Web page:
Al-Andalus was once a glorious chapter in the history of the Islamic Civilization (and humanity in general), before it finally turned into an epitome of the Paradise Lost as the Muslims succumbed to their internal conflicts and ignored the civilizing foundations that the Umayyads had lain centuries earlier. The tragedy of the diaspora that followed the expulsion of hundreds of thousands of Moriscos in the seventeenth century is rich in incredible details about how these groups adapted to their new realities in North Africa and the Orient. The Moriscos left an exceptional imprint in all fields from architecture and urbanism to poetry and music. This book chronicles the memory of the diaspora through a selection of tales that trace the footsteps of the Andalusi migrants and celebrate their cultural legacy in the Mediterranean basin.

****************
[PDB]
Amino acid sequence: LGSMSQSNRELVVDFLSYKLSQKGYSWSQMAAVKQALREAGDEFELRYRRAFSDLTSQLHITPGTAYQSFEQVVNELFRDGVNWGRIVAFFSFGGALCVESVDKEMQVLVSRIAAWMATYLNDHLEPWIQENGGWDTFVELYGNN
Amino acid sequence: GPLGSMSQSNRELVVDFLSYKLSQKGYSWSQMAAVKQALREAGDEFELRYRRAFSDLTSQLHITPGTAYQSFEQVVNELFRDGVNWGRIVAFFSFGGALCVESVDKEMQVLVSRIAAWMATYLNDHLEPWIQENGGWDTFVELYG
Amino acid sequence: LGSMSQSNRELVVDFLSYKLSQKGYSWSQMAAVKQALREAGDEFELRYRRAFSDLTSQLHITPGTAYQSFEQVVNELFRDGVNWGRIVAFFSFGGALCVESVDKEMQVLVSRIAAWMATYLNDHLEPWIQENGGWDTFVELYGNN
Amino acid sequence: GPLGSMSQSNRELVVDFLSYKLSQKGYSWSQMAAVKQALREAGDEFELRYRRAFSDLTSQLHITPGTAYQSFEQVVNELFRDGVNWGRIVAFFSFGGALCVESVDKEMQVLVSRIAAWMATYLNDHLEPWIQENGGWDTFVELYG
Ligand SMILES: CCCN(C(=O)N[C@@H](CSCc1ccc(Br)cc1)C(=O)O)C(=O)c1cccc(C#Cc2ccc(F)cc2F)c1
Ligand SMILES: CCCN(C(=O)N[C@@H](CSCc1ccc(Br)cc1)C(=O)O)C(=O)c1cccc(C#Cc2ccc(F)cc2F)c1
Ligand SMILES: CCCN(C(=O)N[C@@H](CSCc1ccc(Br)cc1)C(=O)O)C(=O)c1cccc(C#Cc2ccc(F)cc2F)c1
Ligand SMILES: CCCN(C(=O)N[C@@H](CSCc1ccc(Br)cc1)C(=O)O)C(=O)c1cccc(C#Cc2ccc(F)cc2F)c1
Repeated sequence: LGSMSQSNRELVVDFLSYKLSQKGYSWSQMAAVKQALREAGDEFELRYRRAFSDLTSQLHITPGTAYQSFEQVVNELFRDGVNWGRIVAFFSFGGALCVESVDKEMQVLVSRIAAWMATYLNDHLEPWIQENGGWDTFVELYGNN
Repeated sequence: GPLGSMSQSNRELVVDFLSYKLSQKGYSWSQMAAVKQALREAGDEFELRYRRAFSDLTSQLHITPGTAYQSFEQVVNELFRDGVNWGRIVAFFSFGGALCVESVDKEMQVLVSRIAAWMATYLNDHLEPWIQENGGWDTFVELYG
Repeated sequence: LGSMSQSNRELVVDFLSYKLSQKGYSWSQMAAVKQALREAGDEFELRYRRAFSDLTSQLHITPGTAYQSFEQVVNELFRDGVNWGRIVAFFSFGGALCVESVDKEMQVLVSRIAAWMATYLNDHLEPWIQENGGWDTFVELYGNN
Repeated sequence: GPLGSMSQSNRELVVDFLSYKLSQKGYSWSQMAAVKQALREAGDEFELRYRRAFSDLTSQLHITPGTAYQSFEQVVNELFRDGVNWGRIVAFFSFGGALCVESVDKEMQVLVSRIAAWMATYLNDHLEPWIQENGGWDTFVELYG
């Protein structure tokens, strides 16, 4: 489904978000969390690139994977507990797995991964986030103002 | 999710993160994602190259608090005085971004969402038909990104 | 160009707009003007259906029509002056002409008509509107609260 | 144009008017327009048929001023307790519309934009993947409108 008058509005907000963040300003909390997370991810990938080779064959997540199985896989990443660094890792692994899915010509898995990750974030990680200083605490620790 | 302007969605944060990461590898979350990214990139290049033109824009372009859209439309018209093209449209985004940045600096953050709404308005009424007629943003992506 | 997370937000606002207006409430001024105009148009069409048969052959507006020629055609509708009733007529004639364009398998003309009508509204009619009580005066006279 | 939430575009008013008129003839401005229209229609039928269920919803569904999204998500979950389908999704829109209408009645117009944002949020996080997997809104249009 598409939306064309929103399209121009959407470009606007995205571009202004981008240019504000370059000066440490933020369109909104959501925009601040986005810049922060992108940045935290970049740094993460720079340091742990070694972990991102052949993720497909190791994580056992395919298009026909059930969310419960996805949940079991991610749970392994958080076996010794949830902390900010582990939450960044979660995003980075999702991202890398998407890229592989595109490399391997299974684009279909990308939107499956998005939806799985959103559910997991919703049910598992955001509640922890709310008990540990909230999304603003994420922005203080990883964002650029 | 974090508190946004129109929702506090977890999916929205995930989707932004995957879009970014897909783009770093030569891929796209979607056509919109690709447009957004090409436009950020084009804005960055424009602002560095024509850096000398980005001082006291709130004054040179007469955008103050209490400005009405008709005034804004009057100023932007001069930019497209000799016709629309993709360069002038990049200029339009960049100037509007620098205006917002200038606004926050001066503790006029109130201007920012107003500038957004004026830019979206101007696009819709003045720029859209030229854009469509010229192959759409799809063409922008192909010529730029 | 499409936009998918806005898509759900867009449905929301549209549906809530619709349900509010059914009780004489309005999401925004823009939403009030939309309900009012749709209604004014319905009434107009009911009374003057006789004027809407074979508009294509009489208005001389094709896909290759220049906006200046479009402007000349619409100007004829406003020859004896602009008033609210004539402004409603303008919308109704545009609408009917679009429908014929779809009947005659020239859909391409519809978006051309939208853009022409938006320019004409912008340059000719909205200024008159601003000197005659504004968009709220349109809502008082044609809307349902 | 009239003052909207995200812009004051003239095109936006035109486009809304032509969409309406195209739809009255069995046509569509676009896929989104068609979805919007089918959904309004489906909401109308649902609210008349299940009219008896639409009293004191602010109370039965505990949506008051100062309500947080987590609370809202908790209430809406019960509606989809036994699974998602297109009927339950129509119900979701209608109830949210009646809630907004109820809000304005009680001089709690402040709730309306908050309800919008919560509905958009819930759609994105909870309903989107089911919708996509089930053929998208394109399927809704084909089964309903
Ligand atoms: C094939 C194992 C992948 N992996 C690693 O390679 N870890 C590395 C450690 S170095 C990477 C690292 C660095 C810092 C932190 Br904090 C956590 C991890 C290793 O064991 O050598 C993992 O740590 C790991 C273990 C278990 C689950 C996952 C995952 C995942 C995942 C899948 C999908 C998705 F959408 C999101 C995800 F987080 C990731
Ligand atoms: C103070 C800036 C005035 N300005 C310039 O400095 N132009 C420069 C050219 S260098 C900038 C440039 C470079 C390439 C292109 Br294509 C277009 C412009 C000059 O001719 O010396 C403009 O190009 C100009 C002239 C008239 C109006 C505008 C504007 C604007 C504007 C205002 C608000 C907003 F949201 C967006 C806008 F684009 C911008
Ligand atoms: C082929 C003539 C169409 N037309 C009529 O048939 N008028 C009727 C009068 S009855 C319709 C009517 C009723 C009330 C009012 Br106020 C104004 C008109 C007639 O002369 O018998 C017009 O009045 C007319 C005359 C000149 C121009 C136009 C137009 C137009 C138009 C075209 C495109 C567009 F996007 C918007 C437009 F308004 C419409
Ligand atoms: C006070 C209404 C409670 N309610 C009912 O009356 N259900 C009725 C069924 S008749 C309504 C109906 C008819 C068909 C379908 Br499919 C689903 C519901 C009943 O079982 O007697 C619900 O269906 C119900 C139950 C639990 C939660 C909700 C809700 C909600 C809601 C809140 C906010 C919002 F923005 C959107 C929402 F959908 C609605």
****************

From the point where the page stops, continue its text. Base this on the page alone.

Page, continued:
Mohammed Elrazzaz An Egyptian academic researcher and professor (Cairo, 1976). He studied History at the University of Granada and Cultural Management in Barcelona. He is Professor of Culture, Art History and Mediterranean Heritage at the International University of Catalonia where he obtained his MA back in 2010. Since 2013, he works for the Secretariat of the Union for the Mediterranean in Barcelona.

cover

Published: The World’s Oldest Paved Road (Widan al-Faras)

Yesterday, an article of mine about the world’s oldest surviving paved road was published by Ahram Online.